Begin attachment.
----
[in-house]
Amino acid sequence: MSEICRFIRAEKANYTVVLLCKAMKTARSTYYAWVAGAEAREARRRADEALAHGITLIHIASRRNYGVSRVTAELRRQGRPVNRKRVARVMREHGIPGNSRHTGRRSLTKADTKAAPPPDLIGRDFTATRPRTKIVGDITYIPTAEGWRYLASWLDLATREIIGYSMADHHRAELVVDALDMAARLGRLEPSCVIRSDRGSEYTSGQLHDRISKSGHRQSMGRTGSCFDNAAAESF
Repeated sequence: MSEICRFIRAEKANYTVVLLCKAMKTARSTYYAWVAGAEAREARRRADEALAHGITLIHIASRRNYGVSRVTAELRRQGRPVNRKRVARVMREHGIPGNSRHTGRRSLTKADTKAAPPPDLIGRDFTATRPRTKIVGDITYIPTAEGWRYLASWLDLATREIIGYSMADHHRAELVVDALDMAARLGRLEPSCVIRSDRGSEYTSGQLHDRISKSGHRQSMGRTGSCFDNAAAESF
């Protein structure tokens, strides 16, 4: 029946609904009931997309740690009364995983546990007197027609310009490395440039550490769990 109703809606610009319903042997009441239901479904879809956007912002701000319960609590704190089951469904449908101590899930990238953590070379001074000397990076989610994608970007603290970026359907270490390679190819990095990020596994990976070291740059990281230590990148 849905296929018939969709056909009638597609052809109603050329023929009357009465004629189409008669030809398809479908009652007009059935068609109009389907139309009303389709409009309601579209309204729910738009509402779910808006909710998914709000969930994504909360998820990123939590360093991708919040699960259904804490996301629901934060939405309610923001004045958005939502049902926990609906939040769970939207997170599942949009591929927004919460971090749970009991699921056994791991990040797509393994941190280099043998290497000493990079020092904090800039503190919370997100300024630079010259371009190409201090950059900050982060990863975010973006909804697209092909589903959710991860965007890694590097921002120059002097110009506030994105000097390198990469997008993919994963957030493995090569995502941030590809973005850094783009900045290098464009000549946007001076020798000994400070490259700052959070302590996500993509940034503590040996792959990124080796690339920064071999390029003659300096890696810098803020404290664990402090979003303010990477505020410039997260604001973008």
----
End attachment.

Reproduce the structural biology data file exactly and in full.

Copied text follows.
[in-house]
Amino acid sequence: MSEICRFIRAEKANYTVVLLCKAMKTARSTYYAWVAGAEAREARRRADEALAHGITLIHIASRRNYGVSRVTAELRRQGRPVNRKRVARVMREHGIPGNSRHTGRRSLTKADTKAAPPPDLIGRDFTATRPRTKIVGDITYIPTAEGWRYLASWLDLATREIIGYSMADHHRAELVVDALDMAARLGRLEPSCVIRSDRGSEYTSGQLHDRISKSGHRQSMGRTGSCFDNAAAESF
Repeated sequence: MSEICRFIRAEKANYTVVLLCKAMKTARSTYYAWVAGAEAREARRRADEALAHGITLIHIASRRNYGVSRVTAELRRQGRPVNRKRVARVMREHGIPGNSRHTGRRSLTKADTKAAPPPDLIGRDFTATRPRTKIVGDITYIPTAEGWRYLASWLDLATREIIGYSMADHHRAELVVDALDMAARLGRLEPSCVIRSDRGSEYTSGQLHDRISKSGHRQSMGRTGSCFDNAAAESF
């Protein structure tokens, strides 16, 4: 029946609904009931997309740690009364995983546990007197027609310009490395440039550490769990 109703809606610009319903042997009441239901479904879809956007912002701000319960609590704190089951469904449908101590899930990238953590070379001074000397990076989610994608970007603290970026359907270490390679190819990095990020596994990976070291740059990281230590990148 849905296929018939969709056909009638597609052809109603050329023929009357009465004629189409008669030809398809479908009652007009059935068609109009389907139309009303389709409009309601579209309204729910738009509402779910808006909710998914709000969930994504909360998820990123939590360093991708919040699960259904804490996301629901934060939405309610923001004045958005939502049902926990609906939040769970939207997170599942949009591929927004919460971090749970009991699921056994791991990040797509393994941190280099043998290497000493990079020092904090800039503190919370997100300024630079010259371009190409201090950059900050982060990863975010973006909804697209092909589903959710991860965007890694590097921002120059002097110009506030994105000097390198990469997008993919994963957030493995090569995502941030590809973005850094783009900045290098464009000549946007001076020798000994400070490259700052959070302590996500993509940034503590040996792959990124080796690339920064071999390029003659300096890696810098803020404290664990402090979003303010990477505020410039997260604001973008």